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ISSUE 13   July 25, 2002



Moisture is critical at this time in both the corn and soybean crop in North Dakota and Minnesota. Below lists the various stages of each crop and what is happening at each stage of growth and development. The flowering stages are the most critical with yield being greatly reduced if water shortages occur during that time.




Silking (R1)

Silks visible, pollen shedding, no stress is best

Blister (R2)

Kernels just filling, resemble a white blister

Milk (R3)

Kernels of yellow corn are just turning color, milky white fluid fill

Dough (R4)

Kernel fluid has a pasty texture

Dent (R5)

Kernels are denting, cob may have changed color if red cobbed

Physiological Maturity
(R6 or PM)

Kernels are hard, maximum dry weight, no yield loss from frost




Beginning Bloom (R1)

At least one flower on the plant, no stress is best

Full Bloom (R2)

At least one of the two upper nodes has an open flower and the soybean has about 50% of its full height

Beginning Pod (R3)

A pod on the upper four nodes is 3/16 inch long

Full Pod (R4)

Beginning seed development

Beginning Seed (R5)

Seed is at least 1/8 inch long in one of the pods on the four upper nodes

Full Seed (R6)

The green bean or beginning full seed stage

Beginning Maturity (R7)

One pod on the main stem obtains mature color

Full Maturity
(R8 or PM)

95% of the pods have reached mature color and moisture drops to 15% with five or ten days required to drop to 13% for long term storage

Duane R. Berglund
NDSU Extension Agronomist 



Hot weather and drought has tended to push many crops to mature at an increased rate. Questions on when to swath and harvest certain alternative crops are being asked. Below are some comments and suggestions:


Other Information


Swath when lowermost pods are tan colored and rattle when shaken. Thresh when seeds test 18% moisture content or lower. Overdry lentils (8-10%) are hard and difficult to process or consume. Plants may still be green when pods are ripe. Crop typically matures in patches. Some shatter loss usually occurs.

Yellow Field Pea

Swath when peas and pea vines are yellow colored. Thresh when seeds are firm and can no longer be penetrated with thumbnail. 20% moisture content or lower. Some shatter loss usually occurs. Mixing wet soil with peas can cause staining - a discount grading factor.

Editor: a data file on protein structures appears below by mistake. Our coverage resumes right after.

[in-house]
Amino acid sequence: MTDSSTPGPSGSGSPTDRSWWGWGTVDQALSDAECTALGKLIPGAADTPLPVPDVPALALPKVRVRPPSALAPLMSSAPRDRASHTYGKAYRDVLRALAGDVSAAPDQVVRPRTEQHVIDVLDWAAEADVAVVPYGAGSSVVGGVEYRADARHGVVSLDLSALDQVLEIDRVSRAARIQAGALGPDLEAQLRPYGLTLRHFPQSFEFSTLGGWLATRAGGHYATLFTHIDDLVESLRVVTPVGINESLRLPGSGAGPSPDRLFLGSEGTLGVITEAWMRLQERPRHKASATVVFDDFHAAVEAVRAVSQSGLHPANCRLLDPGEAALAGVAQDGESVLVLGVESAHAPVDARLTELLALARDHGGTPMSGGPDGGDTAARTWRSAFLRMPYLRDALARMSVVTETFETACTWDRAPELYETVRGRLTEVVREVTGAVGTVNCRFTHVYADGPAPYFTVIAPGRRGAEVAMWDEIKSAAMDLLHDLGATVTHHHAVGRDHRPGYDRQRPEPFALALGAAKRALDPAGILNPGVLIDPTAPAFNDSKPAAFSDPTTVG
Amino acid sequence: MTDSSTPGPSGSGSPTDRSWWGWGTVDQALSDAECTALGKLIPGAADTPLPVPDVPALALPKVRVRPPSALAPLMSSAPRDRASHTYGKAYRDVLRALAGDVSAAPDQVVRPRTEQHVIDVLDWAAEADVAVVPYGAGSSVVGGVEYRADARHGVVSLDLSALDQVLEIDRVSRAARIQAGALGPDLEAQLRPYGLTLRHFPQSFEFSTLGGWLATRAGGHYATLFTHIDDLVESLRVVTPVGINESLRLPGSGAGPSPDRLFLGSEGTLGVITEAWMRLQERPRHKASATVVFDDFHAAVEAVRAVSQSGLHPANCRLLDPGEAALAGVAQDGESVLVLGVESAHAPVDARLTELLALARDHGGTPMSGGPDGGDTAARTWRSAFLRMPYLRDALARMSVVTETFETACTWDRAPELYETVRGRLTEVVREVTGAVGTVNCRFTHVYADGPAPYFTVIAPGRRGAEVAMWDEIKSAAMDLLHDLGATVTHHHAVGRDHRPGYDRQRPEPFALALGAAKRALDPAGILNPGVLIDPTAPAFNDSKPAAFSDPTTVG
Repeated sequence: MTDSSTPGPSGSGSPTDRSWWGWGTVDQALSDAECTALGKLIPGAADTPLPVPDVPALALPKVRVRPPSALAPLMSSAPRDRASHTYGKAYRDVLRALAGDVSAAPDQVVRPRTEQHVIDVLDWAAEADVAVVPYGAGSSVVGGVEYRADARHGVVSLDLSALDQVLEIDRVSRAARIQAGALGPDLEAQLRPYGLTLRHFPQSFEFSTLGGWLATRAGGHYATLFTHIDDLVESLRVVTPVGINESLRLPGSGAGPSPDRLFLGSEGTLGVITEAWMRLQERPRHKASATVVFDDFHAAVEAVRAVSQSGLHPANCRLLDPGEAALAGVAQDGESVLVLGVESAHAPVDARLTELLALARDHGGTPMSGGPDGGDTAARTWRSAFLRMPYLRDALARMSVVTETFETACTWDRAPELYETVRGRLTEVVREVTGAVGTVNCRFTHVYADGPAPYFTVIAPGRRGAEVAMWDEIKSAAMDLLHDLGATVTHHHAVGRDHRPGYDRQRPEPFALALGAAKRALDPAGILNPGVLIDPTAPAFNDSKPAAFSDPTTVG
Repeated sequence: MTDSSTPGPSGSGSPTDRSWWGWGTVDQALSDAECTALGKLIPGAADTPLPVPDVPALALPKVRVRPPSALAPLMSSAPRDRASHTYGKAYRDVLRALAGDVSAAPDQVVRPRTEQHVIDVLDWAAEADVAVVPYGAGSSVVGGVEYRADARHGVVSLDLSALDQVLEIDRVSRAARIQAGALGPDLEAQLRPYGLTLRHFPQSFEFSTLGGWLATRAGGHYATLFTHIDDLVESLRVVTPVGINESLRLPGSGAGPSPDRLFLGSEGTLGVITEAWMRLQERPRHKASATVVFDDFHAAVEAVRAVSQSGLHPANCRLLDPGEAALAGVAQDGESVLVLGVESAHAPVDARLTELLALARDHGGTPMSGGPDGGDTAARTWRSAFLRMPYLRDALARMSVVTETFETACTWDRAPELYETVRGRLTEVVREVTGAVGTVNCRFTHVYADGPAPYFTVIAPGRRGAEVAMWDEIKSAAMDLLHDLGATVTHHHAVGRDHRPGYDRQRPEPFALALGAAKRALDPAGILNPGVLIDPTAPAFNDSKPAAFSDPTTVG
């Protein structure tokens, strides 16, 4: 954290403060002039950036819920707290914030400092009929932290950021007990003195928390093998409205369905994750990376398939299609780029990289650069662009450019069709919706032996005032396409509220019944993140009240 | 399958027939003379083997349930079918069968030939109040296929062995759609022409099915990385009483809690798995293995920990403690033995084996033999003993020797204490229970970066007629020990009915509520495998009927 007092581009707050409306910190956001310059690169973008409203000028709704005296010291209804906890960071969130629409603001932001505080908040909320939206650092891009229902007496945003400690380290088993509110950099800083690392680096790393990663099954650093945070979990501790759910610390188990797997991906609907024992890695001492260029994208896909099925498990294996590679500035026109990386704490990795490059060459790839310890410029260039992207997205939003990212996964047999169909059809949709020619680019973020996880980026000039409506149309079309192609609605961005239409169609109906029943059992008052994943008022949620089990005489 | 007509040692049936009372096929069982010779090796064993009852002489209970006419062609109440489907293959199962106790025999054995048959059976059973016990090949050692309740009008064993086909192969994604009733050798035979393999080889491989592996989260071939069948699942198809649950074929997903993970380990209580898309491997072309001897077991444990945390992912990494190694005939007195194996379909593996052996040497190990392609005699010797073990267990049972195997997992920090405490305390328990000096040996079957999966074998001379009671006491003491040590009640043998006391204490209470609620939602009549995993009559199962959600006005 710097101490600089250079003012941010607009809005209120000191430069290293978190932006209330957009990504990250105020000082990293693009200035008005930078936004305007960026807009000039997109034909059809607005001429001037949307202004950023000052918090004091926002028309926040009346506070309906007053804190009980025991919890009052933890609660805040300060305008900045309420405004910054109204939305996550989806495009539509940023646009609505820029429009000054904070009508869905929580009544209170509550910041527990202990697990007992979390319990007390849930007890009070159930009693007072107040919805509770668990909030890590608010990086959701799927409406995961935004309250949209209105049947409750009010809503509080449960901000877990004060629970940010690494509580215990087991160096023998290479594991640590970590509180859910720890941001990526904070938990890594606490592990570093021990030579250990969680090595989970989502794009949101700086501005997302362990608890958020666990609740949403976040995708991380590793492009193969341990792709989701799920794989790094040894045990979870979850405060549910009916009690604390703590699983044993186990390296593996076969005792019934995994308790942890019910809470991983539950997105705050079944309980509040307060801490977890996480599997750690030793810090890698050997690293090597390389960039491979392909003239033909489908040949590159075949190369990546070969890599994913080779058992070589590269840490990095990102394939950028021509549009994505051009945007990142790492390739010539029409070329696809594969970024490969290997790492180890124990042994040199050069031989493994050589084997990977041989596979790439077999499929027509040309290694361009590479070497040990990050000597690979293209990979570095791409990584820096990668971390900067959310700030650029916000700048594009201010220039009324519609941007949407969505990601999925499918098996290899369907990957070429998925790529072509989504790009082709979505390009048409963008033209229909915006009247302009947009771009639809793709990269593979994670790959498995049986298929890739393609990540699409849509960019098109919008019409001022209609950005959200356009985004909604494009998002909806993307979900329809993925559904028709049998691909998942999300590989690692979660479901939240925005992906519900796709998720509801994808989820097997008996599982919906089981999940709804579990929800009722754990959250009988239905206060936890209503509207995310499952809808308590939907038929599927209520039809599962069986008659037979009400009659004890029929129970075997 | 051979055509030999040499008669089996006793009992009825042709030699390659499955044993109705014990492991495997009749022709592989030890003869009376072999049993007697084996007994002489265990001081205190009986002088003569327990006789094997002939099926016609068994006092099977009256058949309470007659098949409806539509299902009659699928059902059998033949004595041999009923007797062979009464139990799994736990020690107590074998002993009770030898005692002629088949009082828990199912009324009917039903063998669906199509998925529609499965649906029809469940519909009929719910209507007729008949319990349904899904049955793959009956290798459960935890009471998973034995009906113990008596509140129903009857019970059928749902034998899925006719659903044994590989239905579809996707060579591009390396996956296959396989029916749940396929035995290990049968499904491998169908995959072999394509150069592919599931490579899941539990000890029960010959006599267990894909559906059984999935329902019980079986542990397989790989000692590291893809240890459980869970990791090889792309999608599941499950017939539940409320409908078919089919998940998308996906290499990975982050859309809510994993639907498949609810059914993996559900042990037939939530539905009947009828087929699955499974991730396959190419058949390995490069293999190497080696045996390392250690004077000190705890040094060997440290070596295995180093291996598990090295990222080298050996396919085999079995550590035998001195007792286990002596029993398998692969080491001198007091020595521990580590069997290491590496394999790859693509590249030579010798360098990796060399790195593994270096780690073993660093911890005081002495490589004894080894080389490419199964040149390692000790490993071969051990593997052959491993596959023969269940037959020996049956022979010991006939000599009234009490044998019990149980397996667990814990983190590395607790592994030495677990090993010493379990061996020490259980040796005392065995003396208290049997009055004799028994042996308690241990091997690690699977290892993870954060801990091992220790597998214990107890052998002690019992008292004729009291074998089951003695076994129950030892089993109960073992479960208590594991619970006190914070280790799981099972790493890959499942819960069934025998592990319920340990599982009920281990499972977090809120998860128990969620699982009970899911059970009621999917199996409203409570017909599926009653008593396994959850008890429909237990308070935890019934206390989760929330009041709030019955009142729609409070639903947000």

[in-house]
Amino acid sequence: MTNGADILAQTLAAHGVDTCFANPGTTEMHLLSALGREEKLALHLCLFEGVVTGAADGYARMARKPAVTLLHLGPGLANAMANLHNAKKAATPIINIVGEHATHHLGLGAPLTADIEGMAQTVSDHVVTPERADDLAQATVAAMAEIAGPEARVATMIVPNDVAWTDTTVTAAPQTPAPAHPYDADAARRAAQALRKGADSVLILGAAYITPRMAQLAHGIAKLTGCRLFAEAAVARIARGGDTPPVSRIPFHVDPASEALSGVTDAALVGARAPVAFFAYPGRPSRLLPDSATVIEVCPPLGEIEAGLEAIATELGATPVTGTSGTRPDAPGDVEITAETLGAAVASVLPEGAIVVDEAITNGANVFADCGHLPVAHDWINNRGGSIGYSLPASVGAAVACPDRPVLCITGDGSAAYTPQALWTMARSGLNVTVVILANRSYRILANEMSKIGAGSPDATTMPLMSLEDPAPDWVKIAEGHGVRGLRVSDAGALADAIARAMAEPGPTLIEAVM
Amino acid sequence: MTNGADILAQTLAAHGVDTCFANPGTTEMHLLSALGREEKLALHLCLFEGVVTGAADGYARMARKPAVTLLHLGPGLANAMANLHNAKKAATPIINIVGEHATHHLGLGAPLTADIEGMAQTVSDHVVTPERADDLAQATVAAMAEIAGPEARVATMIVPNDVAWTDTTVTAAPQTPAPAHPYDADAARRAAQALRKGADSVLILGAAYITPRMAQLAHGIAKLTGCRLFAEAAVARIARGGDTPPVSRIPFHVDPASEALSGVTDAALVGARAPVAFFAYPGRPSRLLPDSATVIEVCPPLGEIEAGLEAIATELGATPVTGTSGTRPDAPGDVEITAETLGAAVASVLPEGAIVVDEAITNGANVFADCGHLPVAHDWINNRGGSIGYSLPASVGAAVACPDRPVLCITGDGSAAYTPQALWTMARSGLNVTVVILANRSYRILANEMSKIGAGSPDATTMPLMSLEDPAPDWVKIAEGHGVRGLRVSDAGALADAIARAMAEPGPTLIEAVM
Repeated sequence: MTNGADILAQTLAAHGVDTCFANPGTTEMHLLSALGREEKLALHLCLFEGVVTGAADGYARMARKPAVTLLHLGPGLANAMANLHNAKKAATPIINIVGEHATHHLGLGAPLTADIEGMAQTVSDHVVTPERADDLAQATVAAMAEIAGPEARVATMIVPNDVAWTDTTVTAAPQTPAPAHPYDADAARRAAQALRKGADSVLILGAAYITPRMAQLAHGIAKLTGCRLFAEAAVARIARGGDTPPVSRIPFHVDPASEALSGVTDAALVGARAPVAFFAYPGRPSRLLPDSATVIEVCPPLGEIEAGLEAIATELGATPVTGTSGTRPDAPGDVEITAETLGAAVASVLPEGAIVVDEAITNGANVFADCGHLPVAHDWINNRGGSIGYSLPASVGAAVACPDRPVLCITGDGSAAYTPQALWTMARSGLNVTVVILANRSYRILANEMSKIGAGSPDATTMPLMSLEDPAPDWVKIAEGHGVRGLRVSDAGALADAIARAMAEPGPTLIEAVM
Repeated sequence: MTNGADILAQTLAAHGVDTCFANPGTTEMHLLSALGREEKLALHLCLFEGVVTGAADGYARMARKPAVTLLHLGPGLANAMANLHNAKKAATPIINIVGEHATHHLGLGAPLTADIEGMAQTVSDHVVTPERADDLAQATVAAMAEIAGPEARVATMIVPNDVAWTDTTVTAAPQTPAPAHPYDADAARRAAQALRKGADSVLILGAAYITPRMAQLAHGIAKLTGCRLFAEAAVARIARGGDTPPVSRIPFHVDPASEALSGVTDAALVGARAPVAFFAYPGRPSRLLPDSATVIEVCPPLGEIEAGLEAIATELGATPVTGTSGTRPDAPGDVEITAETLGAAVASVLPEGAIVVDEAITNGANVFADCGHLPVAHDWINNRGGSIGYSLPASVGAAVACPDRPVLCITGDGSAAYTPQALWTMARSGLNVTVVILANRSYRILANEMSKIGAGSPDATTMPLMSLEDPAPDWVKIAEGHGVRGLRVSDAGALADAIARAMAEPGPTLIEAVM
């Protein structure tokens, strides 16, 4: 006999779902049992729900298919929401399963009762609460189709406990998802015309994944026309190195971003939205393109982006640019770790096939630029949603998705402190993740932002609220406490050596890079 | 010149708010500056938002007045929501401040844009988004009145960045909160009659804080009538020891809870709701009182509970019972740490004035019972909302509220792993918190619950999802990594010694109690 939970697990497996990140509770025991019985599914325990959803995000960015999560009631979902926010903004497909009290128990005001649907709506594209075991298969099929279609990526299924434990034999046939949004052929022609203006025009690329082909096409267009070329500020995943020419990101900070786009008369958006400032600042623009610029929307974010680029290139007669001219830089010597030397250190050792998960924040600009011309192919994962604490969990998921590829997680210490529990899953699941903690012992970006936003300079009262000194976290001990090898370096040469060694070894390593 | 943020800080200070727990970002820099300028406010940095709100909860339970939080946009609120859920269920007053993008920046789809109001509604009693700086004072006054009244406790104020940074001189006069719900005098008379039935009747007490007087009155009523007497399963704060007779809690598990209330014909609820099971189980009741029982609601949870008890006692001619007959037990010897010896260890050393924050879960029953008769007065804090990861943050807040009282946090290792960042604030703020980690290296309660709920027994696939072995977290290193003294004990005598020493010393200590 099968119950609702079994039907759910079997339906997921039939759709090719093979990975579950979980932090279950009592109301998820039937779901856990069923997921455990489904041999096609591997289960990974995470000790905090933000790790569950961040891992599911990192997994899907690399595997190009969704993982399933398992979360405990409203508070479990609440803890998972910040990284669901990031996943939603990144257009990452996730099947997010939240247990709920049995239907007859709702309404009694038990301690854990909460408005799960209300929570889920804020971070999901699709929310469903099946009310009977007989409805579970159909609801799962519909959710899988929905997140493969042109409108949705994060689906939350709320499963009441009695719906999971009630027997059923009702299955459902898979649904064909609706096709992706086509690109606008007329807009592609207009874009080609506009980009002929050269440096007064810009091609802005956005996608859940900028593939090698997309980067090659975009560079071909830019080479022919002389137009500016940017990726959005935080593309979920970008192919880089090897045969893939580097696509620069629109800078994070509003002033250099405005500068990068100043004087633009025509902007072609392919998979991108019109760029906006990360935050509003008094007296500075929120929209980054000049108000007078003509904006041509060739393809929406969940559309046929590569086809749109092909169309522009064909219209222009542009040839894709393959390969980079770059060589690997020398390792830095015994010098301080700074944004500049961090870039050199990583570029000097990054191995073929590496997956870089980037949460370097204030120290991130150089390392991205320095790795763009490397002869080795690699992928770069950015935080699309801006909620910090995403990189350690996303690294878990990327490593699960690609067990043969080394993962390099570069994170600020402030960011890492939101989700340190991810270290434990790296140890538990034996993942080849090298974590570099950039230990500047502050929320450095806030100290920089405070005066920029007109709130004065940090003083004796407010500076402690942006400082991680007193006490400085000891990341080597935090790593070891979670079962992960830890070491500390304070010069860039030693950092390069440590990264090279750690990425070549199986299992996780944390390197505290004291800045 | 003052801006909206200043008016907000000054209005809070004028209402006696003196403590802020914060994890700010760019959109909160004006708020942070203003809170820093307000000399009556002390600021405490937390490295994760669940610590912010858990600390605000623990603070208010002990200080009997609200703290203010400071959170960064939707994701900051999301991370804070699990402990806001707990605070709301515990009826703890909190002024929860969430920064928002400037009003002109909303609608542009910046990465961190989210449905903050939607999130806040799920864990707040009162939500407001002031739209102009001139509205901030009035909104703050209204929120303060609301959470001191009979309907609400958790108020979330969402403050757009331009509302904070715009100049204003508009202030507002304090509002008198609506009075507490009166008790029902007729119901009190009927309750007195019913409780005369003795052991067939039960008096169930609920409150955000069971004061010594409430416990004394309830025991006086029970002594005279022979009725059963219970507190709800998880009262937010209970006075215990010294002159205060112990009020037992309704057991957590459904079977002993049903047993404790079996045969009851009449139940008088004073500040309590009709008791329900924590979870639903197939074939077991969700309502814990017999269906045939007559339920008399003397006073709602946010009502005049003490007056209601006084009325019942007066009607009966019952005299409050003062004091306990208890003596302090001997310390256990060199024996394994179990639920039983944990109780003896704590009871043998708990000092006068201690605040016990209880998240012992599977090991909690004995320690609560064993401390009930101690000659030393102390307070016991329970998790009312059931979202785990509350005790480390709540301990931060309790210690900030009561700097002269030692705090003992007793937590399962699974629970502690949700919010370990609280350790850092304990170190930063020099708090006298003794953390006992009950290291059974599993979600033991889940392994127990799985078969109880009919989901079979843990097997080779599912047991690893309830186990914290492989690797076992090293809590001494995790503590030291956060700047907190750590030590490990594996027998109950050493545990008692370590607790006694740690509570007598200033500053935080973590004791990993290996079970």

Green Pea

Swath when peas are mature and have a good green color. Pea vines are yellow colored. If desiccating, apply when vein pattern of uppermost pods is easily recognized and 75% to 90% of the pods have turned to yellow tan. Seeds are firm but no longer penetrable with a thumbnail. Pea vines may or may not be prostrate depending on variety and conditions. 2% bleached peas is maximum. Bleached seeds are caused by high humidity, bright sunshine and warm temperatures.

Feed Pea

Swath when pea vines are yellow colored. Vines are often prostrate. Seeds are firm, but no longer penetrable with a thumbnail. Combine settings and operation are not as critical for feed peas as to human food peas. Admixture of various pea kinds are allowed. Some bleached peas, split, cracked or split peas, and earth tagged peas are accepted for feed peas.

Millet, Proso

Swath when seeds in the upper one-half of the panicle have matured. Seeds in lower portion will be in dough stage but will have less color. Harvest millet when its below 13% moisture. Shatters easily if not cut on time.


Swath when seed moisture content is 25%. Seeds are firm when pressed between fingers. Oriental-75% yellow seeds. Brown-60% reddish brown seeds. Yellow (White)-100% yellow seeds. Straight combine yellow mustard whenever possible. Watch for cracked seeds. Moisture content of seed should be 13% or lower. Swaths are fluffy and subject to wind damage. Lay swaths in direction of prevailing winds. Immature green seed will not change in color in the swath. Use swath roller.


Crop has finished blooming. Seeds heads are tan to brown in color. Leaves and heads are spiny with little green evident. Crop should be straight combined if evenly matured. Mature seed is striped or white and rubs freely from the heads.


75% of the seed coats have turned brown. Flowering is nearly complete. Difficult to penetrate seed with thumbnail. Seeds continue to fill in the windrow or after light frost for about 3 days. Bottom seeds will likely be lost due to shattering.


Straw is bleached, hulls are shiny and golden colored. Seeds are reddish_brown. Delay cutting canaryseed until it is fully mature. Canary seed will not thresh cleanly until the heads are dry. Canaryseed is resistant to shattering and weathering. Dehulled seed is severely discounted.

 Duane R. Berglund
NDSU Extension Agronomist




This is an alert to the effect that grazing or haying of droughty flax can result in problems of HCN poisoning( Prussic acid). Had a note from Dr. Jack Carter the expert on Flax and also former chair of our Plant Sciences Dept. Green flax straw should not be fed or grazed. The danger of prussic acid poisoning is much higher

also if the immature flax is frozen and then fed to livestock according to the Canadian flax literature.

He recalled that cattle had died when breaking out of fences and eating the flax strips on fallow which had been planted for wind erosion. The test for HCN in flax is different than it is for Sudangrass or Sorghum-sudan. Contact the NDSU Toxicology Lab. (701-231-8309) in Vet. Science if you have questions.

Duane R. Berglund
NDSU Extension Agronomist


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